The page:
Pandy’s father joined the Army in 1978, after the family had immigrated from Pandy’s native Belize in Central America.
“I spent my life as an Army brat,” said Pandy, who became a naturalized citizen in 1981. “I didn’t have an upbringing in any one place. My father was very much a country boy, so everywhere we went, if we had a backyard, we had a garden and animals. And I don’t mean just dogs. We had chickens, turtles and a goat once.”
To this day, he is comfortable in cowboy hat and boots. “I always wanted to tie in my hat and boots with a coat and tie, and now I’m able to do that,” he said, with a laugh.
And Pandy’s father was serious about his duty to the U.S. A strong sense of patriotism, including standing as a family when the national anthem was played, “was ingrained in me from a very young age.”
Pandy spent 21 years in the Army, retiring as a chief warrant officer and following five deployments, including to Kuwait, Iraq and Afghanistan.
After the military, “I promised myself I would not work for 6 months, never have a 9-5 job, and I’d travel the world,” said Pandy, who ended up traveling for four months, including backpacking across Europe.
Acting came about by accident. He was helping someone else look for an audition when he came across a part in an independent film being made in Philadelphia.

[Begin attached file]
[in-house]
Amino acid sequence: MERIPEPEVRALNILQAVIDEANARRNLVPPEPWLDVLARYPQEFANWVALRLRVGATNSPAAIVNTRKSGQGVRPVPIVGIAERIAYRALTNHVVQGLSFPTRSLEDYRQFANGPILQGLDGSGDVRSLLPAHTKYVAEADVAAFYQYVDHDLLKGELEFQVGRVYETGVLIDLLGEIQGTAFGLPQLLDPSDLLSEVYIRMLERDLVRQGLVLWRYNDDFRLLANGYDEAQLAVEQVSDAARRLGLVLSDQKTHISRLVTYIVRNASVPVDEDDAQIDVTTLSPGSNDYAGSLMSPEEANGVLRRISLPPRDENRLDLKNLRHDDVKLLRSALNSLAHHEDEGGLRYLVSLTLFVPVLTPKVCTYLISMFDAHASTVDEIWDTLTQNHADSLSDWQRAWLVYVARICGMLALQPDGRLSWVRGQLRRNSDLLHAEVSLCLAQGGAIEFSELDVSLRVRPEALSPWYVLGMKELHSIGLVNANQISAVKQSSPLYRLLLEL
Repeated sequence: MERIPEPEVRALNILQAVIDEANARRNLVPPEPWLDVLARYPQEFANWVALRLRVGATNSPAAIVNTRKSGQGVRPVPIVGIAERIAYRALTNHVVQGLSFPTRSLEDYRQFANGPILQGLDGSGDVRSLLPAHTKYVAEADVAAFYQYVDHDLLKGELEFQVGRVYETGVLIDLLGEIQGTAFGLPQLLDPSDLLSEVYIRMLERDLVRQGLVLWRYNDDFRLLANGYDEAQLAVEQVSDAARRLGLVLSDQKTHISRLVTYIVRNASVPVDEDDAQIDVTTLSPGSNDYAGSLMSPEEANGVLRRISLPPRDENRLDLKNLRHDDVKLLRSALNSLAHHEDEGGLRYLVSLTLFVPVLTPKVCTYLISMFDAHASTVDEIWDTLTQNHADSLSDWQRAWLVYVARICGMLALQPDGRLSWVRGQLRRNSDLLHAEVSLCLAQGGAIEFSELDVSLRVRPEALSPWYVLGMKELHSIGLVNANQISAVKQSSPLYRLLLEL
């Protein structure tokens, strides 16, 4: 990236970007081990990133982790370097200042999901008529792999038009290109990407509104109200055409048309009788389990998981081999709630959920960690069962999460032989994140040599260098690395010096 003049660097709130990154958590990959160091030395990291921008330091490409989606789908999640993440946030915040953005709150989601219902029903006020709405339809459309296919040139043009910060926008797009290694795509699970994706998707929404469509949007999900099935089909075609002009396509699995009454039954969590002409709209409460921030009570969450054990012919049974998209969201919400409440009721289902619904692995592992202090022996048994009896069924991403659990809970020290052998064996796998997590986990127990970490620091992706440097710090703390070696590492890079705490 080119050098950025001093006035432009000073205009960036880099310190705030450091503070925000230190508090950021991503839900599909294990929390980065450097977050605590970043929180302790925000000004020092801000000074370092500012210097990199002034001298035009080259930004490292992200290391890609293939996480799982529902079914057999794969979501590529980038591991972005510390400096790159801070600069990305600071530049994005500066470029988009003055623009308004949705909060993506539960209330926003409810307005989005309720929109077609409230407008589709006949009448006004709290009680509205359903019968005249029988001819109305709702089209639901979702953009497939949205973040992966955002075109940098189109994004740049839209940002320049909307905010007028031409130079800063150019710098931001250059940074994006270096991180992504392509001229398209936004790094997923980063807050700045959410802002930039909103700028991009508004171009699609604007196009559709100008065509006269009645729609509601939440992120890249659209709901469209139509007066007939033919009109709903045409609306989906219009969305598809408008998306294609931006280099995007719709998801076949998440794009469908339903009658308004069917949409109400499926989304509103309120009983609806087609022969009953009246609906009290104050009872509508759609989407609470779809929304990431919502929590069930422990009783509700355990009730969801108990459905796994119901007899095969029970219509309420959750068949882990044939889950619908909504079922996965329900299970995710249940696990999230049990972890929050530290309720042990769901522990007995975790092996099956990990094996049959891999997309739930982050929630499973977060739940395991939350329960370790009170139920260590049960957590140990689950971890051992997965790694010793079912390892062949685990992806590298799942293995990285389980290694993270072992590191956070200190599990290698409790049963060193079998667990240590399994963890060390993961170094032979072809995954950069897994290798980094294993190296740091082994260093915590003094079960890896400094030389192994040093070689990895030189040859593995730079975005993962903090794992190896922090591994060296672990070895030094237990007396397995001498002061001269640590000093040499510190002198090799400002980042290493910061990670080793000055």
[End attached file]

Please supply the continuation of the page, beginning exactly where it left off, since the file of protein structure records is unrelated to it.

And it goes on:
“They were looking for some to play a soldier who was trying to save the world,” Pandy said. “(Later), I thought, ‘I’m not an actor, but I could play a soldier all day.’”
He auditioned, got the part and caught the acting bug. Since then, he has had bit parts (“no major speaking roles,” Pandy said) in TV and film, including “The Walking Dead” and The Rock’s upcoming movie “Red Notice.”
The COVID-19 pandemic put acting on hold, but that was OK as Pandy turned his sights on the congressional campaign, which meant forging through a three-person primary and runoff.
His top issue is health care.
“That’s something that affects everyone,” Pandy said. “We’re stuck in this loop of sick care versus health care. The only way to get out of that loop is to provide everyone with affordable, quality health care.”
Also, Pandy said he would be a “big advocate” for veterans, saying he would like to see legislation that would help homeless and needy veterans get “the housing, training, education, health care assistance and career placement they need to become self-sufficient.”
Another concern of Pandy’s is making sure workers deemed essential during the pandemic get more attention, such as making sure they get personal protective equipment as needed, hazard pay, paid sick leave if they get COVID-19 and testing for them and their families.
“That keeps the workers safe at work, their families safe at home and keeps us all safe in our communities,” he said.